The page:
BONNYVILLE – Local municipalities are doing what they can to keep municipal taxes at a minimum for property owners.
The Town of Bonnyville passed their 2020 tax rate bylaw with a zero per cent increase over last year, while the MD of Bonnyville is taking some more time to weigh their options prior to making a decision.
Cold Lake city council also passed the first reading for their 2020 tax rate, with a 1.24 per cent increase for municipal taxes.
Town decides against tax increase
Town council approved an zero per cent average municipal tax dollar increase during their May 12 meeting.
The overall mill rate is decreasing by 7.89 per cent for residential and 3.71 per cent for non-residential, thanks to a dip in the school requisition and the Centennial Centre levy being paid off in 2019.
“The mill rate for residential for this year has a decrease overall by 0.80883 mills and that’s due to a decrease in the school requisition and the removal of the Centennial Centre levy,” detailed director of finance Rene Stoyles. “The mill rate for commercial has decreased by 0.554471 mills also due to the school requisition and the Centennial Centre levy.”
The town's revenue includes just over $7.9 million in general municipal taxes for 2020, along with $2.39 million for the Alberta School Foundation Fund and close to $333,000 for opted-out school boards.
The mill rate for the school requisition sits at 2.37760 for residential properties, a decrease of 21.97 per cent, and 3.65740 for commercial, a drop of 14.03 per cent. This is due to an over charge that occurred in 2019 as the final school requisition wasn’t available when council approved last year’s tax rate bylaw.
Approximately $85,000 is being collected for the senior's requisition, with a mill rate of 0.08963 for residential and commercial.MD looking to help small business
At their May 13 meeting, MD council decided against setting their tax rate bylaw. Instead, they instructed administration to make changes to assist small businesses within the municipality during this economic downturn.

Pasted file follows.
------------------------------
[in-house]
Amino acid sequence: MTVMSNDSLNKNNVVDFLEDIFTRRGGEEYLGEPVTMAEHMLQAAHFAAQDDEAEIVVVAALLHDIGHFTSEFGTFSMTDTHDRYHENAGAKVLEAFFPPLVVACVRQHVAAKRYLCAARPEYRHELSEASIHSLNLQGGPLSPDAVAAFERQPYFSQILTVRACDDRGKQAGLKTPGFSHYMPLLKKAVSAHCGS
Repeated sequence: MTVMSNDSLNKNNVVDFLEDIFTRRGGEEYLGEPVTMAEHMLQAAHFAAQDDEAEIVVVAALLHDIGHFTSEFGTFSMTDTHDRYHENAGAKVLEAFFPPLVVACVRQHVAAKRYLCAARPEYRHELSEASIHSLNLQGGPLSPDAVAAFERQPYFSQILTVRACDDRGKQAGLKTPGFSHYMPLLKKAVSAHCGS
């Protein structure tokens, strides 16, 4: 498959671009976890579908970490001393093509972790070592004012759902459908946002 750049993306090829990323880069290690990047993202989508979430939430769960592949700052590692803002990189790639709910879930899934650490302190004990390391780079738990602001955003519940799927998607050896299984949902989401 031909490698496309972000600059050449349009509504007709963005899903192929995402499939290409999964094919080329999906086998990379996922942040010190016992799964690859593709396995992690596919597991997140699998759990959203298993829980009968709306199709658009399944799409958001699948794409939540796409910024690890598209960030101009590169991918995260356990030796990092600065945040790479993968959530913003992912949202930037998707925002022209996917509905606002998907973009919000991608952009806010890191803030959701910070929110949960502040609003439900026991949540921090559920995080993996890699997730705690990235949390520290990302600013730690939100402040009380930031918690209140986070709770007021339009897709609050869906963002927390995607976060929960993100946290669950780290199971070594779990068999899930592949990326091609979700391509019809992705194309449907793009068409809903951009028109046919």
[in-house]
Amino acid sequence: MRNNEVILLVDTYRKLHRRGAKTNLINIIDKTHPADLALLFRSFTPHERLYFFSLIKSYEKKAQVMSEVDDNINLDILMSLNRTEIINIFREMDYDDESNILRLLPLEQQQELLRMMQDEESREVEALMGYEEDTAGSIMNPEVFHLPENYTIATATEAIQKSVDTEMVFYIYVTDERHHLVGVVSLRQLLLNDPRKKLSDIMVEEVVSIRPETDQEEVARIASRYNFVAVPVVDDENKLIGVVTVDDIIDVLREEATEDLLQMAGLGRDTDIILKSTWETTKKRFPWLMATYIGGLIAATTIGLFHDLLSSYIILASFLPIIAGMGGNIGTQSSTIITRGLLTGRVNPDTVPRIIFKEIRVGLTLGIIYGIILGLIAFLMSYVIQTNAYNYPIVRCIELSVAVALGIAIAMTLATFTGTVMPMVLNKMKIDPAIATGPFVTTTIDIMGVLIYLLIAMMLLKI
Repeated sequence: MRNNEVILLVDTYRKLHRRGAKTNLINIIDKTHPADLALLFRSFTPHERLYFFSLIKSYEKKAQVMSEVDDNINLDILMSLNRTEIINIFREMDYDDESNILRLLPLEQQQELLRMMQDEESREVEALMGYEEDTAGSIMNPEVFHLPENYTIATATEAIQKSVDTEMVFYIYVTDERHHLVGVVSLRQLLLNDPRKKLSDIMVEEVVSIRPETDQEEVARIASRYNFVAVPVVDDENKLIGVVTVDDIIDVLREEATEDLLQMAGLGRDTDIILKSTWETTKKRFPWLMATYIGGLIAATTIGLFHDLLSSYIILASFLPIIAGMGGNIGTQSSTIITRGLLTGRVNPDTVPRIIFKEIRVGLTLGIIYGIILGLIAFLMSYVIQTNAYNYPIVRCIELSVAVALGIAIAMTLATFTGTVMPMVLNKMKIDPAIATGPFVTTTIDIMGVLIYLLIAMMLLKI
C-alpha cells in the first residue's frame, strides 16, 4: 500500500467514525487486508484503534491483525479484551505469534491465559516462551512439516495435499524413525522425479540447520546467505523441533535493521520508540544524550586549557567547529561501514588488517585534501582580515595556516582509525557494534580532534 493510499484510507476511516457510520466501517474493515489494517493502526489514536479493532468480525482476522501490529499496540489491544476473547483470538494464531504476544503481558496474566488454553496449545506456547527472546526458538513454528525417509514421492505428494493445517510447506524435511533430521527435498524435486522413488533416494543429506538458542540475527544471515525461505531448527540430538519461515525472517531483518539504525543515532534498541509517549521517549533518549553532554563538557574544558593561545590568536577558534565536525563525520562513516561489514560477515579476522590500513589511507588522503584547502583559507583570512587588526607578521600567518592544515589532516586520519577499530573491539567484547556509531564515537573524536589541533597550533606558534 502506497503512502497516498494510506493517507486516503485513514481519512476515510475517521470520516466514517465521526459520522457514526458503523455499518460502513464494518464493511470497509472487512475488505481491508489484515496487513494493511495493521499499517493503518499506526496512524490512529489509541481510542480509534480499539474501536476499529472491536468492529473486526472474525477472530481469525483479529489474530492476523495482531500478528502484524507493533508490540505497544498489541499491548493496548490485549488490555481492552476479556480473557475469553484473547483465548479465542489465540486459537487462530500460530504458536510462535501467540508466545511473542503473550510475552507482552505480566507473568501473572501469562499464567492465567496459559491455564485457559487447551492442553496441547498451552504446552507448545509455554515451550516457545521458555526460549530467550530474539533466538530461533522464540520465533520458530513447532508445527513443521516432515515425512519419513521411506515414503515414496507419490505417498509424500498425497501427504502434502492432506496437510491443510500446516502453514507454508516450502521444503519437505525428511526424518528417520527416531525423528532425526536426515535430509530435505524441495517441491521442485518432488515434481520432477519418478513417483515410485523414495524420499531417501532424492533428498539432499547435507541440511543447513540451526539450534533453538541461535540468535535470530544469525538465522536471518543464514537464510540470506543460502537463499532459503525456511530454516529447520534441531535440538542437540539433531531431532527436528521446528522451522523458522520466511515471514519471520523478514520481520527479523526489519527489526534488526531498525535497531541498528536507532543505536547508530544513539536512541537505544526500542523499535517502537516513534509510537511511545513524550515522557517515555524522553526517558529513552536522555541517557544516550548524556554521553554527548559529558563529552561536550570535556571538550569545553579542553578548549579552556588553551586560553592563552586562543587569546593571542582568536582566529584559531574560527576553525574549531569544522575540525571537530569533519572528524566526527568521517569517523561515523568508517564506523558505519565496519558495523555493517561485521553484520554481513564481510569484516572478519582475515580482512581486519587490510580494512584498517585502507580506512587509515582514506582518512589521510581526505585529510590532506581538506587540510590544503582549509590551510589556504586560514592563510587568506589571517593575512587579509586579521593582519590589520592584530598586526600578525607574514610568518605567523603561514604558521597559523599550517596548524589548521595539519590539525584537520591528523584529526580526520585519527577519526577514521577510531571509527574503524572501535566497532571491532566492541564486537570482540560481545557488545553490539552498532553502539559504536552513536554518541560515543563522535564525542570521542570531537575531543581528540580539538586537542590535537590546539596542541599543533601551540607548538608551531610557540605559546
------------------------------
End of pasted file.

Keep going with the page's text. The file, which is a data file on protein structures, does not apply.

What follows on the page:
“We’re in a case right now where our economy is taking a brutal hit, and we have a number of businesses that are suffering still through closures and through no fault of their own,” expressed Reeve Greg Sawchuk. “We do have room… (to do) a reduction for small businesses and it wouldn’t be significant if we lower taxes on these small businesses slightly, maintain our non-residential and maintain our residential at the rate they’re at.”
In 2019, the small business mill rate was sitting at 13.05, the residential tax rate was 2.76630 mills, and non-residential was 14.5 mills.
During the 2020 budget deliberations, council originally estimated to raise about $62 million in municipal taxes. They're also required to collect $12.6 million in school requisitions and $507,000 for the senior's foundation requisition.
A new bylaw will be presented to council during their May 20 meeting.
Cold Lake passes slight tax increase
Cold Lake passed the first reading of their tax rate bylaw, with a 1.24 per cent municipal tax increase for all classes. However, thanks to a drop in the school requisition, Mayor Craig Copeland noted most residents could see a small dip in their taxes.
“We’re expecting a drop in the education component, so overall, Cold Lake residents should see a slight decrease in their property taxes this year and the business community will probably be neutral," explained Copeland. “The school requisition is less so we can bring that over to the taxpayer so we’ll be collecting less from them and so overall the taxes should go down on average.”
Overall, the city will collect $4.25 million for the Alberta School Foundation Fund and $2.2 million for opted-out school boards. The senior's requisition is approximately $200,000. Due to a reduction in the amount the city is required to collect for the requisitions, they're expecting an overall decrease of about 1.58 per cent for residential properties and a 0.23 per cent increase for non-residential.
The city will generate approximately $20.8 million in revenue from municipal taxes, including $16 million from the Cold Lake Air Weapons Range and a $1.2 million allowance for the Payment in Lieu of Taxes (PILT).
The residential municipal tax rate for 2020 is sitting at 8.4179 mills, multi-family residential has a mill rate of 8.7510, and non-residential is 12.6985 mills. In accordance with the city's agreement with the MD, annexed residential land has a mill rate of 2.7663 and the rate for annexed farmland is 5.
City council will discuss the tax rate bylaw further during their corporate priorities meeting on May 19.